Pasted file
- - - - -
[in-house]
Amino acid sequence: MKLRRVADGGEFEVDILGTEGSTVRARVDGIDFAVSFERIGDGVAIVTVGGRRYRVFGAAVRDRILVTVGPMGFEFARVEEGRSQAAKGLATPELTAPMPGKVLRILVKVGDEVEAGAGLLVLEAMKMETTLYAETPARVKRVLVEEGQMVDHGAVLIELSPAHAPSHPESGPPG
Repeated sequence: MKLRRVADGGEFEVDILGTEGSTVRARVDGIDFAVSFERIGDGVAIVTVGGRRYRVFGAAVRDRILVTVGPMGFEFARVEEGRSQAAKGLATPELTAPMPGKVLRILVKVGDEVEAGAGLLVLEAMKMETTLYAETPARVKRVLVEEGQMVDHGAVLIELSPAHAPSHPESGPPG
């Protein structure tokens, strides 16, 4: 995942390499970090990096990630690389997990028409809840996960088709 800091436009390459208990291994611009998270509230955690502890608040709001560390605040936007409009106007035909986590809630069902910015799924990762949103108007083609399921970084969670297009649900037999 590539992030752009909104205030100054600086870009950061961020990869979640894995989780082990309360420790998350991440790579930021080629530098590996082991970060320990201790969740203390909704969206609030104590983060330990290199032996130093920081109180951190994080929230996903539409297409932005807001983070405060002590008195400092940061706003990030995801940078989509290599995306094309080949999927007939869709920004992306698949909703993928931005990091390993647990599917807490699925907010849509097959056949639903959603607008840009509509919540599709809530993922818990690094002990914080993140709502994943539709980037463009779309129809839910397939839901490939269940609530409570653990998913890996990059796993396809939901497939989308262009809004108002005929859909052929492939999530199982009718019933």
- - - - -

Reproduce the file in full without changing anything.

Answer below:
[in-house]
Amino acid sequence: MKLRRVADGGEFEVDILGTEGSTVRARVDGIDFAVSFERIGDGVAIVTVGGRRYRVFGAAVRDRILVTVGPMGFEFARVEEGRSQAAKGLATPELTAPMPGKVLRILVKVGDEVEAGAGLLVLEAMKMETTLYAETPARVKRVLVEEGQMVDHGAVLIELSPAHAPSHPESGPPG
Repeated sequence: MKLRRVADGGEFEVDILGTEGSTVRARVDGIDFAVSFERIGDGVAIVTVGGRRYRVFGAAVRDRILVTVGPMGFEFARVEEGRSQAAKGLATPELTAPMPGKVLRILVKVGDEVEAGAGLLVLEAMKMETTLYAETPARVKRVLVEEGQMVDHGAVLIELSPAHAPSHPESGPPG
């Protein structure tokens, strides 16, 4: 995942390499970090990096990630690389997990028409809840996960088709 800091436009390459208990291994611009998270509230955690502890608040709001560390605040936007409009106007035909986590809630069902910015799924990762949103108007083609399921970084969670297009649900037999 590539992030752009909104205030100054600086870009950061961020990869979640894995989780082990309360420790998350991440790579930021080629530098590996082991970060320990201790969740203390909704969206609030104590983060330990290199032996130093920081109180951190994080929230996903539409297409932005807001983070405060002590008195400092940061706003990030995801940078989509290599995306094309080949999927007939869709920004992306698949909703993928931005990091390993647990599917807490699925907010849509097959056949639903959603607008840009509509919540599709809530993922818990690094002990914080993140709502994943539709980037463009779309129809839910397939839901490939269940609530409570653990998913890996990059796993396809939901497939989308262009809004108002005929859909052929492939999530199982009718019933």